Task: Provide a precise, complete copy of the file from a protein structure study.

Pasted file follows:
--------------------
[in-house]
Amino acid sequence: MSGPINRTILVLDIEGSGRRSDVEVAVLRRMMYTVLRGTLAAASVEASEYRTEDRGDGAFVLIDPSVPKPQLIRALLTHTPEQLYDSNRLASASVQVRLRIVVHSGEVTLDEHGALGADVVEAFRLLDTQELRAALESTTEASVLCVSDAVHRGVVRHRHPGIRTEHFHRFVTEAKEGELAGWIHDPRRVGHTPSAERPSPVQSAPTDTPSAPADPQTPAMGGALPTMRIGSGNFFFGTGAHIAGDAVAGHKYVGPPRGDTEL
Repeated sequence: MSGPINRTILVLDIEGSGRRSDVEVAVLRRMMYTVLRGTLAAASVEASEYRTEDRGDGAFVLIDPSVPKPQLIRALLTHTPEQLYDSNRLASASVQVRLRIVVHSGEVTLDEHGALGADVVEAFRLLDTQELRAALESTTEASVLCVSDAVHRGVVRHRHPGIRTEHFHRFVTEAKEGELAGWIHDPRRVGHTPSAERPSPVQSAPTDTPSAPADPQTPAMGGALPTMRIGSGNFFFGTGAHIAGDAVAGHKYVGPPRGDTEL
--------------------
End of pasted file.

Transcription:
[in-house]
Amino acid sequence: MSGPINRTILVLDIEGSGRRSDVEVAVLRRMMYTVLRGTLAAASVEASEYRTEDRGDGAFVLIDPSVPKPQLIRALLTHTPEQLYDSNRLASASVQVRLRIVVHSGEVTLDEHGALGADVVEAFRLLDTQELRAALESTTEASVLCVSDAVHRGVVRHRHPGIRTEHFHRFVTEAKEGELAGWIHDPRRVGHTPSAERPSPVQSAPTDTPSAPADPQTPAMGGALPTMRIGSGNFFFGTGAHIAGDAVAGHKYVGPPRGDTEL
Repeated sequence: MSGPINRTILVLDIEGSGRRSDVEVAVLRRMMYTVLRGTLAAASVEASEYRTEDRGDGAFVLIDPSVPKPQLIRALLTHTPEQLYDSNRLASASVQVRLRIVVHSGEVTLDEHGALGADVVEAFRLLDTQELRAALESTTEASVLCVSDAVHRGVVRHRHPGIRTEHFHRFVTEAKEGELAGWIHDPRRVGHTPSAERPSPVQSAPTDTPSAPADPQTPAMGGALPTMRIGSGNFFFGTGAHIAGDAVAGHKYVGPPRGDTEL